Raising Chickens 101: Could You? Would You? Should You?

Michael Nolan
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For longer than any of us can remember, chickens have pecked the ground around rural farms from sea to shining sea, but in recent years there has been an increased interest in raising chickens in more suburban and urban locales.

It makes sense, when you think about it. The economy has caused people to look for cheaper ways to feed their families while the “Eat Local” movement has encouraged them to seek sources of food that are closer to home. If you think you’re alone thinking about raising chickens, you’re not. In fact, over 450,000 people all over the world search for instructions on how to build a chicken coop.

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Backyard chickens make sense, and that’s no yolk!  Let’s take a look at some of the most common questions asked by people who are considering whether or not they should raise their own chickens:

The most common question is also one of the toughest to answer. The question of legality is important, but unfortunately there is no single online resource that can answer it for every location. This page courtesy of Katy Skinner at The City Chicken is one of the most comprehensive lists of current local laws around the country that I’ve been able to find, but before you decide to raise chickens, you should check with your local zoning office to find out what your local ordinances say on the matter.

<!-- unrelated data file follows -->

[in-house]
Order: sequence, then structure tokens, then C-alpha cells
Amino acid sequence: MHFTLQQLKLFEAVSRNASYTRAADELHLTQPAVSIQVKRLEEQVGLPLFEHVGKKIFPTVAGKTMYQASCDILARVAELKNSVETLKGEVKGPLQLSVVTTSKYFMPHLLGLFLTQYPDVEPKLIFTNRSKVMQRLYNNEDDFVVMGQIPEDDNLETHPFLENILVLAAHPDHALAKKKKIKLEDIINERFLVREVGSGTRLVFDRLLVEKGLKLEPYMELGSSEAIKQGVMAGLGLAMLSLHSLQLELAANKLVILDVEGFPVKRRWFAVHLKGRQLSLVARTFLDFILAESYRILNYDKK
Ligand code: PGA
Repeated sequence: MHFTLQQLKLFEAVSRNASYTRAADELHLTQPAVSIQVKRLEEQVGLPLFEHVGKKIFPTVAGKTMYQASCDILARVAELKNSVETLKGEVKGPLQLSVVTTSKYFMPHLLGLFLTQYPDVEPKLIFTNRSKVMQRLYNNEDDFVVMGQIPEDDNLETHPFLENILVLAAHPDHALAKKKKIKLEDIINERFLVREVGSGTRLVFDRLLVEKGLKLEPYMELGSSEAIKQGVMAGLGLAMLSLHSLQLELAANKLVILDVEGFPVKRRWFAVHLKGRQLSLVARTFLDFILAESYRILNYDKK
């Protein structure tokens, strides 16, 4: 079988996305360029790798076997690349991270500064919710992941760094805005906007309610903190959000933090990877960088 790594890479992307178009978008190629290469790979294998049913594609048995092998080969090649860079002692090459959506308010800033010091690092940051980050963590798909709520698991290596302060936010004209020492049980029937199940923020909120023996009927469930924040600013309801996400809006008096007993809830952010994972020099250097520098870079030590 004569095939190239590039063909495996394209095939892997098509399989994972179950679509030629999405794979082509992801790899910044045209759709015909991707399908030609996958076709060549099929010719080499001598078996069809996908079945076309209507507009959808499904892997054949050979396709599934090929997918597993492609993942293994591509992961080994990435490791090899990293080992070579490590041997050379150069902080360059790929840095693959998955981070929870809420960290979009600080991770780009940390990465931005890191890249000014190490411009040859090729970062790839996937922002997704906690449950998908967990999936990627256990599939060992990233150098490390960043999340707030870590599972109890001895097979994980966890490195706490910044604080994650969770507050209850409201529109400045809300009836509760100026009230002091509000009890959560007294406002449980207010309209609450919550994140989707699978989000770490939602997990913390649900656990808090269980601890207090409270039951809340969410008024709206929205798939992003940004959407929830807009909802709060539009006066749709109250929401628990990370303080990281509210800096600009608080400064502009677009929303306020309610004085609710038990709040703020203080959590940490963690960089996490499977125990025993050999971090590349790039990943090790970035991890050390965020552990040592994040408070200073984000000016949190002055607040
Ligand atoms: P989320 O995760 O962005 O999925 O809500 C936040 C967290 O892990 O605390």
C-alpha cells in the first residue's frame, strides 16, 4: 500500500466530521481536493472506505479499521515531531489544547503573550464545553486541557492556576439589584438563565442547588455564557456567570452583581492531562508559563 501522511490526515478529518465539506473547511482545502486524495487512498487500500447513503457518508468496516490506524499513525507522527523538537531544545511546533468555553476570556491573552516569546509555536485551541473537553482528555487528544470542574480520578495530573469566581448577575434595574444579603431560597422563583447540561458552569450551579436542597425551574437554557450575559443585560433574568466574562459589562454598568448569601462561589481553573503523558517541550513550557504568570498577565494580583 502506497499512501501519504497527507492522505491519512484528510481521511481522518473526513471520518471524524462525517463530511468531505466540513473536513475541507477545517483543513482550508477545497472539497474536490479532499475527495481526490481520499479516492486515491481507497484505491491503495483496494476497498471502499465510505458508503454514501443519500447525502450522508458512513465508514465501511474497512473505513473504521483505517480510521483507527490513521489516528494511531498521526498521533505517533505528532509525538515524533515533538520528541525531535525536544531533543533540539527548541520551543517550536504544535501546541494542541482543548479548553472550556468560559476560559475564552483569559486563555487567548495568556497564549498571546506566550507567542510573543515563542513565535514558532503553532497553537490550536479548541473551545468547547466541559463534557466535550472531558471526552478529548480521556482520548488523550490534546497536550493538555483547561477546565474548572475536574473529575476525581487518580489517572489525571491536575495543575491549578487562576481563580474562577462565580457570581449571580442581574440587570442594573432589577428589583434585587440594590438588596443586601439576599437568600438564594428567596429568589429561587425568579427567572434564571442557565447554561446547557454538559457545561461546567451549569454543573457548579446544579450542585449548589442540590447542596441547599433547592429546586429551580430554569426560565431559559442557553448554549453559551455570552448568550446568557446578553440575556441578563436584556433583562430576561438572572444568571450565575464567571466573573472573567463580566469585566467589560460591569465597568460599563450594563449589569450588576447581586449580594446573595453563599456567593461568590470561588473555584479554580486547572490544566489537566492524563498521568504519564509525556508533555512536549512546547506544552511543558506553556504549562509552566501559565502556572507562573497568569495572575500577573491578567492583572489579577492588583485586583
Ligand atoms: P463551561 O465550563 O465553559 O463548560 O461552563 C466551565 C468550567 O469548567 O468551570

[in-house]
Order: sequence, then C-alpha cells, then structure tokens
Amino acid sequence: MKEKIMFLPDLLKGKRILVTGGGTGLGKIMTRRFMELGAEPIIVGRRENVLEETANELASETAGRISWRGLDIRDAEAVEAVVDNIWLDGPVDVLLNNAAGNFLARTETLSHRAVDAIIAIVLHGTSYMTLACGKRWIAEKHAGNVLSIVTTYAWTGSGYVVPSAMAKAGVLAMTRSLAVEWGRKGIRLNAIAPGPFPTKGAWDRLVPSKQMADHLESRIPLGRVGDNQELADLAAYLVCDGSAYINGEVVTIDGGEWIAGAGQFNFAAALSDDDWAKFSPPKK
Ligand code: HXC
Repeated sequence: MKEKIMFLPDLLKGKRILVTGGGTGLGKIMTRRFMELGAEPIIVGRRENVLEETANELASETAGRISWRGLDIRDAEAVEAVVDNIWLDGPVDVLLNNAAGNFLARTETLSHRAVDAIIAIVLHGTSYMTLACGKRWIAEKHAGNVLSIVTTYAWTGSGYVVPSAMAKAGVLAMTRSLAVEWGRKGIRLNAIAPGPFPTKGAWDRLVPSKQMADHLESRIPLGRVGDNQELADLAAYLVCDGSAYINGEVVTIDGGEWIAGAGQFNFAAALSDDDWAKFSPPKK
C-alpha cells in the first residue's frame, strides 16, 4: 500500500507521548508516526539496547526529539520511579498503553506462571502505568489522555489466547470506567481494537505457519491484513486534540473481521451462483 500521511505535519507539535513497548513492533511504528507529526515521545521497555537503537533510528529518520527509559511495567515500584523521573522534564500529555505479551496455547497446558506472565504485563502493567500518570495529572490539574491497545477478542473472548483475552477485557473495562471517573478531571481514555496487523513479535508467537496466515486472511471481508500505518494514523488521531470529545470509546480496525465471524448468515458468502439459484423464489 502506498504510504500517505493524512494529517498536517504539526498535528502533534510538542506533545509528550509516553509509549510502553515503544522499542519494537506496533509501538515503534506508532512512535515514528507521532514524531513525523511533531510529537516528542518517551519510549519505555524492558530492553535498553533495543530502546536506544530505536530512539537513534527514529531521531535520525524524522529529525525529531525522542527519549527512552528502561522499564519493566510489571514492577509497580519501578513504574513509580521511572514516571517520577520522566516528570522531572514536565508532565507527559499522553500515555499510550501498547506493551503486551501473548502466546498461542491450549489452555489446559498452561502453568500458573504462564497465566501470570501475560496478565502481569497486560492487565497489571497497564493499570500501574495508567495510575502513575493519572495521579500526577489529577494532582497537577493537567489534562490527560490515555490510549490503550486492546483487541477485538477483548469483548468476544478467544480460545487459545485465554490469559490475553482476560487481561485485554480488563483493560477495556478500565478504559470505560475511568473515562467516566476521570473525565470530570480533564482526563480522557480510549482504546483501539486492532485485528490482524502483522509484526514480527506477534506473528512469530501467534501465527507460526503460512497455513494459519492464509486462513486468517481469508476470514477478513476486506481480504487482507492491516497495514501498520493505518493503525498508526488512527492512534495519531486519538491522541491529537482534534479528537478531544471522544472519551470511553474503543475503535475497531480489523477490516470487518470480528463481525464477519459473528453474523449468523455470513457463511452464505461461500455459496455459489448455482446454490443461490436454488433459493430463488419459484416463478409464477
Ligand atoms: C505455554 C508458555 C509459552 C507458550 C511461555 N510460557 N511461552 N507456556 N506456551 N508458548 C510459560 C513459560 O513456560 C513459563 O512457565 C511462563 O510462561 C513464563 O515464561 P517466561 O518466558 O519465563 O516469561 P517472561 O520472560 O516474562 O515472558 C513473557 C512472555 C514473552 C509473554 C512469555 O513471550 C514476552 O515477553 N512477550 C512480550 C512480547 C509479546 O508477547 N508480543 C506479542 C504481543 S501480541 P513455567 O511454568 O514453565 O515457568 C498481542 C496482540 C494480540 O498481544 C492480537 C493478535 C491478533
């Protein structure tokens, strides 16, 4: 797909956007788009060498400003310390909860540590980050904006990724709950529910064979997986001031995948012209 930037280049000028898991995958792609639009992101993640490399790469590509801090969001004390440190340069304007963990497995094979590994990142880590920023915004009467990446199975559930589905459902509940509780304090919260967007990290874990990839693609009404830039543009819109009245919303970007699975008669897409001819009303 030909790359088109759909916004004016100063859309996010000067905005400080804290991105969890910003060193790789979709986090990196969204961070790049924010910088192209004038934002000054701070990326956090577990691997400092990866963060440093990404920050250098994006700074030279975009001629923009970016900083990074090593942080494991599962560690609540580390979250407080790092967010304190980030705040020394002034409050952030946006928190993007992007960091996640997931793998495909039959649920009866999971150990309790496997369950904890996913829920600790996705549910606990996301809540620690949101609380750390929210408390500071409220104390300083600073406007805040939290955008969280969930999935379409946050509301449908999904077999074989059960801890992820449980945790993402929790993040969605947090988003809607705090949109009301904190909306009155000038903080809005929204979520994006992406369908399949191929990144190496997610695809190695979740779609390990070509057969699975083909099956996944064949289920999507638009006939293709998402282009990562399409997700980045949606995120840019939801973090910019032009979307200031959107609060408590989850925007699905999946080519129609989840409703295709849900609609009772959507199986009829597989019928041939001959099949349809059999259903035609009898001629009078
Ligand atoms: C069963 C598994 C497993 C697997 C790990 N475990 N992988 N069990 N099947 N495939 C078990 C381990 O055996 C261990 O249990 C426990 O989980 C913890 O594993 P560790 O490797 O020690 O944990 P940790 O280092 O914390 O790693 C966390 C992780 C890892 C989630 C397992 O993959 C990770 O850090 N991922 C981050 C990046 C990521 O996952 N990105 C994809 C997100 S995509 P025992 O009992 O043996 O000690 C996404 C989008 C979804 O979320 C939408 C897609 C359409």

How much time does it take to raise chickens?

Raising chickens doesn’t have to be a time-consuming affair. Mature hens are relatively low-maintenance, requiring little more than daily feeding, watering, and egg collecting, and those tasks take no more than a few minutes each day. You will also need to allow for time for periodic cleaning of their living areas. This will keep odors at bay, lessen the potential for illness, and give you some great compost material.

As you might expect, raising young chicks will take more time and materials, including a chicken nursery known as a ‘brooder’, and a heat lamp.

How much space does it take to raise chickens?

As a general rule of thumb, allow about 4 square feet of space for each chicken in the chicken house. When outdoors, each chicken should have an average of 8 to 10 square feet. This might seem like a lot of real estate, but it will help to keep the chickens happy and healthy in the long run.

How much does raising chickens cost?

Let’s take a look at the basic costs of raising chickens:

  • Chicks or Chickens
  • Chicken House / Outdoor Enclosure
  • Feed
  • Bedding Material (straw or hay)
  • Brooder & Heat Lamp (if raising chicks)

If you purchase chicks, expect to pay about $4-5 per bird on average. The cost of the chicken house can vary widely depending on the number of chickens you want to raise, and how elaborate or simple you want the house to be. In addition to the Build Your Own Chicken Coop project we’re sharing this month, there is also a whole category just for chicken houses and coops available for sale at HomeDepot.com.